Syracuse is no doubt a hard place to win, and Dino Babers has been known to lead the Orange to pull off some upsets. They have a mobile quarterback and an aggressive defense. There is certainly a path to them making this one a game, but I just don’t see it happening on the road in a sold-out Doak Campbell Stadium.
I think there will be some garbage time in this game and when combined with two teams that like to run the ball, and the new clock rules, that could change how the final score looks. I have the Noles enjoying a tall glass of fresh-squeezed Orange juice on Saturday with a score of around 38-17! Thanks for reading and Go Noles!
Syracuse comes into the game off a 40-7 road beatdown at the hand of 12th-ranked North Carolina. That beatdown followed a 31-14 loss at home to Clemson. When you look at Syracuse’s games against Power Five opponents this season, they’ve given up 91 total points while only scoring 56. Doing the math equates to an average game score of 30.3 – 18.6 in P5 games (1 win versus 2 losses).
Reality has set in for Dino Babers and his team that those early season cupcake games did no favors in preparing them for the back half of their P5 schedule. They do bring their aggressive defense into this game. A defense currently ranked 14th in the nation in sacks (18) and 11th in the country in takeaways (12). They will blitz you from all angles and areas, so FSU and the offense must be prepared to see some exotic blitzes and coverages.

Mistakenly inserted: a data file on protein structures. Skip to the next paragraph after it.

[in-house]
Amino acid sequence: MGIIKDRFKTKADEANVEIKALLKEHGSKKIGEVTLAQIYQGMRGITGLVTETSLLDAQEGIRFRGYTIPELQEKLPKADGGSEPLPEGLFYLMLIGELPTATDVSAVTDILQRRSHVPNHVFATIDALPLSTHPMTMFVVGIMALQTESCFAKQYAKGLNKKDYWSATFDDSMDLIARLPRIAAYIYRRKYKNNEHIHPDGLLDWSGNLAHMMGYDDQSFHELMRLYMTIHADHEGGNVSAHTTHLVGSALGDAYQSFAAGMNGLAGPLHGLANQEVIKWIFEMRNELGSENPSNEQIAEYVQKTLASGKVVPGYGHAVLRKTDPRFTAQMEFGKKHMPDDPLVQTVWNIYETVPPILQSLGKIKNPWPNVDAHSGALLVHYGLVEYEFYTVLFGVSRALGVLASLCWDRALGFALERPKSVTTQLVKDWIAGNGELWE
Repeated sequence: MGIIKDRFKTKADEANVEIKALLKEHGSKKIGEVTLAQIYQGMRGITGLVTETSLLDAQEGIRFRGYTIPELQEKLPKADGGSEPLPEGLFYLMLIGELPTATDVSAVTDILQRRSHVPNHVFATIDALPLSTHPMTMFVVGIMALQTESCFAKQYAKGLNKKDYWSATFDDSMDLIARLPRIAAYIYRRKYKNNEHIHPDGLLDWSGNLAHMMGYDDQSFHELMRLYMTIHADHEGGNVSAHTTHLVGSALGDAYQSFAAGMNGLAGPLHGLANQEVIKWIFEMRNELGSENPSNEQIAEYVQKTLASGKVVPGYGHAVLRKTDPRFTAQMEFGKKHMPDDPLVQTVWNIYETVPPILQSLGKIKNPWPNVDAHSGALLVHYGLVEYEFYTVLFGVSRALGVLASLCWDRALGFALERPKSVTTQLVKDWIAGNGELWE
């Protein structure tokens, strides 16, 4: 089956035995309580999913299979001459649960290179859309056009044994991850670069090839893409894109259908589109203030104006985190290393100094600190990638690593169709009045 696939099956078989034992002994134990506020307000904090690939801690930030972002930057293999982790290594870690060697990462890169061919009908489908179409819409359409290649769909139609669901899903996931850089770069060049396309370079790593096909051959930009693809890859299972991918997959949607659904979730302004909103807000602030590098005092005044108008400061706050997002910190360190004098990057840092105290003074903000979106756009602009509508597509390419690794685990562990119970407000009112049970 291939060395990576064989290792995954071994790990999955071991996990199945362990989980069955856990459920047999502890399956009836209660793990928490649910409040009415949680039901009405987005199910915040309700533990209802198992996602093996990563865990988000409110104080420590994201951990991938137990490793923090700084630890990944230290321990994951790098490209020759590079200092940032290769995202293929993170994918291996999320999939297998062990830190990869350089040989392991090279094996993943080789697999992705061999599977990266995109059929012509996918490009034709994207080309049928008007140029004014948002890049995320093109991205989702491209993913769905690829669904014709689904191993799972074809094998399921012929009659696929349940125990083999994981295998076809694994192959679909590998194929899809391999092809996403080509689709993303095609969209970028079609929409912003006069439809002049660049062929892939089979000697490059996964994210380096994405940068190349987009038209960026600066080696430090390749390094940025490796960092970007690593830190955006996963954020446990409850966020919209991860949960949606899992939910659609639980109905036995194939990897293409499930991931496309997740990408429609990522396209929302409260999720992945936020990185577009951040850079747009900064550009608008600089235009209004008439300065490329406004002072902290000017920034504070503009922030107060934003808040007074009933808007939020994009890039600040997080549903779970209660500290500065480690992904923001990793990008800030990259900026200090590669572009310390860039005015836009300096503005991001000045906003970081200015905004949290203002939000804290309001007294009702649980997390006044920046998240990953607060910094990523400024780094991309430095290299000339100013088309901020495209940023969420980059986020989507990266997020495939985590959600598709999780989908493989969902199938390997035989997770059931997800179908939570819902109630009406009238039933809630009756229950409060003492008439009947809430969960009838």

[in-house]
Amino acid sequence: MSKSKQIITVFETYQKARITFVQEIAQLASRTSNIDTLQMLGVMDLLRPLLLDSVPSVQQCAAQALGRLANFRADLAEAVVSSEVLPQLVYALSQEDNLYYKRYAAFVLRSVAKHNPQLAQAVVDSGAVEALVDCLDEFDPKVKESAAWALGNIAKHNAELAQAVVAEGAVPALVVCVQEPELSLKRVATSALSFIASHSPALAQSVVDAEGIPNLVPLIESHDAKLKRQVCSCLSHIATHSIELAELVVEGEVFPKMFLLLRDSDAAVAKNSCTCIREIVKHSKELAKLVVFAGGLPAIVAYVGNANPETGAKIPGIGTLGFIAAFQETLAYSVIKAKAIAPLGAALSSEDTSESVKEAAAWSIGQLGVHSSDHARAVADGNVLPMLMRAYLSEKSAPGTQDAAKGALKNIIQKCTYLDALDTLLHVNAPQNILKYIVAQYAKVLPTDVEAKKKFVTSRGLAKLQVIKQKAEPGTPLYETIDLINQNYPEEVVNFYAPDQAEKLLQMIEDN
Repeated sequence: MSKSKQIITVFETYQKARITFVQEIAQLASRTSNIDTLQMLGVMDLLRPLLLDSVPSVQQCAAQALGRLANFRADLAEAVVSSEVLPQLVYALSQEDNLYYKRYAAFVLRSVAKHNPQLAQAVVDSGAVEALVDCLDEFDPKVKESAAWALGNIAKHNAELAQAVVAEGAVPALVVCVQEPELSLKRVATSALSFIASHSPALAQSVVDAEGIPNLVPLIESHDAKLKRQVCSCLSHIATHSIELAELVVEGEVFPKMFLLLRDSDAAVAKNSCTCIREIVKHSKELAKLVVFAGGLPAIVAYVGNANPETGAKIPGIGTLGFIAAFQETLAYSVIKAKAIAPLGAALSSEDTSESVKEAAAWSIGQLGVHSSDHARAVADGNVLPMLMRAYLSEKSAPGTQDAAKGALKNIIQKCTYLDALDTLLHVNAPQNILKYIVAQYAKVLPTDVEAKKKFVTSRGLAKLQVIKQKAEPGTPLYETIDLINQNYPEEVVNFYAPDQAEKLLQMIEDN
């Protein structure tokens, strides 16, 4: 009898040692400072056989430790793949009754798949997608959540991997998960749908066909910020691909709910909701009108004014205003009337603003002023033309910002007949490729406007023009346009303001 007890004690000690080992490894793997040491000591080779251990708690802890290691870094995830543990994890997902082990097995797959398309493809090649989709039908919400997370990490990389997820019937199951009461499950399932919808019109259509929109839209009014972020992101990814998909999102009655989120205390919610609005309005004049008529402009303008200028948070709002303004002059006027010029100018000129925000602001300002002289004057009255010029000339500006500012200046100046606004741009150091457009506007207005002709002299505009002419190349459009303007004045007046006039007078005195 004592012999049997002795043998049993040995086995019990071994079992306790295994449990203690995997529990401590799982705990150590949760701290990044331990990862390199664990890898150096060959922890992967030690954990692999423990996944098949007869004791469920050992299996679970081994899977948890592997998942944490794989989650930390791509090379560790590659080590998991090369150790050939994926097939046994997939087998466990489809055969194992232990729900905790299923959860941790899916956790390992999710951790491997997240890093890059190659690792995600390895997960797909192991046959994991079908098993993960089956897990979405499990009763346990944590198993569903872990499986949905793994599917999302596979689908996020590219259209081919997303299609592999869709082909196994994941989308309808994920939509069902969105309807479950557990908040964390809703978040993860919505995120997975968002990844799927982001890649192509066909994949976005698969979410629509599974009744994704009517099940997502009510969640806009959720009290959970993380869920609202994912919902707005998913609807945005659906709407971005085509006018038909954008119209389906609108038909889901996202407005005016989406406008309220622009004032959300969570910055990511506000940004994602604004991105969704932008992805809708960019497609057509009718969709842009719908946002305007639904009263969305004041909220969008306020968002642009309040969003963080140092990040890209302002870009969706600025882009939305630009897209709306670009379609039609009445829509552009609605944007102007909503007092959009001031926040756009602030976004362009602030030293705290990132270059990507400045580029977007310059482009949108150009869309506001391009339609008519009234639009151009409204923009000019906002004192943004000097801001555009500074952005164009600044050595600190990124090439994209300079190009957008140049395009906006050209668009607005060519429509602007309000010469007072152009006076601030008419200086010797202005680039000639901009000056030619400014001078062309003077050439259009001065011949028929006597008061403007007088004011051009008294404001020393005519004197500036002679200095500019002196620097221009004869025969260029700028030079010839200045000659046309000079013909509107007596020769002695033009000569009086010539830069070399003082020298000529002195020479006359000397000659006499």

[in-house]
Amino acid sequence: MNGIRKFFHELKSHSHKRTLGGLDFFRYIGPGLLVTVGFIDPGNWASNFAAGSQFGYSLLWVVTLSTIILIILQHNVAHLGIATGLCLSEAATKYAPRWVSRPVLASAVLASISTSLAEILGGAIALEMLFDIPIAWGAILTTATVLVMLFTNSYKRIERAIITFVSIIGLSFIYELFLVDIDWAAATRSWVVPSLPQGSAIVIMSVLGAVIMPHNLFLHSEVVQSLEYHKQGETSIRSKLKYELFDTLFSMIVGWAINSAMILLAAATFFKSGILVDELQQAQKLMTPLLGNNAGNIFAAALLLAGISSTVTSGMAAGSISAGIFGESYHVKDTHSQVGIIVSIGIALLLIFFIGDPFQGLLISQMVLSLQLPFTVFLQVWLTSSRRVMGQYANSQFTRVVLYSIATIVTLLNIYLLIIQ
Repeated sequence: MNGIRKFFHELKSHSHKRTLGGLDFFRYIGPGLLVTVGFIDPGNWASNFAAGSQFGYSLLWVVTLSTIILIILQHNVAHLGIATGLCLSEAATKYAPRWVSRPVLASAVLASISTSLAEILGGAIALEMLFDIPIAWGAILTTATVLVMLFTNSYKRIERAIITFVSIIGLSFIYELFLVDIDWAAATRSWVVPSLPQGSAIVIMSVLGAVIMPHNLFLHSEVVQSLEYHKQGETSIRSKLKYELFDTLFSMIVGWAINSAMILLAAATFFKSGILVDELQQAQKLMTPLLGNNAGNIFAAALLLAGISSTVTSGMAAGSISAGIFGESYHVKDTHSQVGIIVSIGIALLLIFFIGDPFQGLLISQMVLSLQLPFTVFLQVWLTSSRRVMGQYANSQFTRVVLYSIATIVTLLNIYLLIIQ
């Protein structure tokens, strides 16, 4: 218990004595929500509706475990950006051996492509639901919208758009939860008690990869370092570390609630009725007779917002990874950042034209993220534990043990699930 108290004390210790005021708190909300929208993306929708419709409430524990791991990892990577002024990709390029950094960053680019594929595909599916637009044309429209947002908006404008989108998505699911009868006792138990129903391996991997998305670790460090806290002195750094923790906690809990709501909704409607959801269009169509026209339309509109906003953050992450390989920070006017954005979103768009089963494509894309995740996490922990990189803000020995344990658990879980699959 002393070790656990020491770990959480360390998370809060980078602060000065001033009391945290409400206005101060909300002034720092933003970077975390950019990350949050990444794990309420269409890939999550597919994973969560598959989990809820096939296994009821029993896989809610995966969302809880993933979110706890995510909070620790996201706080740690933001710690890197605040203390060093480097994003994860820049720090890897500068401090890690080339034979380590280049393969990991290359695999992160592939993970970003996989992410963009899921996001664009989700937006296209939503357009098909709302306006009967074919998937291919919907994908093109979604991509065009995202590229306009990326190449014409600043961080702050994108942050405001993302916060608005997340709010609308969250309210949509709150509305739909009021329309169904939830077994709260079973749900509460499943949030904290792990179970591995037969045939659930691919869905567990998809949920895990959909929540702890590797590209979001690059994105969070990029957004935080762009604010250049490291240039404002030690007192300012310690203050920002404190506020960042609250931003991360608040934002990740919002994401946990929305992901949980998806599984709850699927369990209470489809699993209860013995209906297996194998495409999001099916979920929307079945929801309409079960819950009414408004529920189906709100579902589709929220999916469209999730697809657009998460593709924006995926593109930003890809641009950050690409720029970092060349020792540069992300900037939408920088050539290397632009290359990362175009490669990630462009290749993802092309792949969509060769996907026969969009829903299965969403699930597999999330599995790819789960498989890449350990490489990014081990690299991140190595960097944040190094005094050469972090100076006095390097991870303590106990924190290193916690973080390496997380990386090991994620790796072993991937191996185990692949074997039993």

Former Mississippi State transfer Garrett Shrader runs Syracuse’s offense. A 30-game starter for the Cuse, Shrader has had his ups and downs. He comes into the game having thrown for 8 TDs vs 5 INTs. But where he can really hurt a team is in the run game. Averaging 5.2 yards per carry, Shrader can extend plays or take it upon himself to generate offense to the tune of 6 rushing TDs. He rushed for 195 yards against Purdue back in September. He’s another mobile QB for Adam Fuller and the Noles’ defense to deal with.
With all that being said, I expect Florida State, much like it did vs. Virginia Tech, and what it should have done against Boston College, to come out and shut down the running game, establish the run, hit some big plays, and put this game away by the 3rd quarter. I have the Noles winning 35-17